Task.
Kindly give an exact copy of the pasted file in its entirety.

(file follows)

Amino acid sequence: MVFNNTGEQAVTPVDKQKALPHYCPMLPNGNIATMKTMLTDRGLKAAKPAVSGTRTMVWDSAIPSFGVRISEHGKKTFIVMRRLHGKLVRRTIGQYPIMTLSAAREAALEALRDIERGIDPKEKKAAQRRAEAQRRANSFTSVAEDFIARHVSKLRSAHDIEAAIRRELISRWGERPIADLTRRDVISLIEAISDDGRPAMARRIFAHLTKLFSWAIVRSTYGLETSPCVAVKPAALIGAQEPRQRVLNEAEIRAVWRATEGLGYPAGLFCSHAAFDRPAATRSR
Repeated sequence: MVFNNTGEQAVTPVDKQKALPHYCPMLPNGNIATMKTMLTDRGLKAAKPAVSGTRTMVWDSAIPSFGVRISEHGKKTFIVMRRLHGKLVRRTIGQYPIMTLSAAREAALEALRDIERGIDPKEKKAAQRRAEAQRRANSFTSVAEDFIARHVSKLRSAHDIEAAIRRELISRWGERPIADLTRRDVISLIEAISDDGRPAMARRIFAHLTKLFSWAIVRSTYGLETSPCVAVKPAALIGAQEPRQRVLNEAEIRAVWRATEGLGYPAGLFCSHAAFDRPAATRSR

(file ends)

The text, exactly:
Amino acid sequence: MVFNNTGEQAVTPVDKQKALPHYCPMLPNGNIATMKTMLTDRGLKAAKPAVSGTRTMVWDSAIPSFGVRISEHGKKTFIVMRRLHGKLVRRTIGQYPIMTLSAAREAALEALRDIERGIDPKEKKAAQRRAEAQRRANSFTSVAEDFIARHVSKLRSAHDIEAAIRRELISRWGERPIADLTRRDVISLIEAISDDGRPAMARRIFAHLTKLFSWAIVRSTYGLETSPCVAVKPAALIGAQEPRQRVLNEAEIRAVWRATEGLGYPAGLFCSHAAFDRPAATRSR
Repeated sequence: MVFNNTGEQAVTPVDKQKALPHYCPMLPNGNIATMKTMLTDRGLKAAKPAVSGTRTMVWDSAIPSFGVRISEHGKKTFIVMRRLHGKLVRRTIGQYPIMTLSAAREAALEALRDIERGIDPKEKKAAQRRAEAQRRANSFTSVAEDFIARHVSKLRSAHDIEAAIRRELISRWGERPIADLTRRDVISLIEAISDDGRPAMARRIFAHLTKLFSWAIVRSTYGLETSPCVAVKPAALIGAQEPRQRVLNEAEIRAVWRATEGLGYPAGLFCSHAAFDRPAATRSR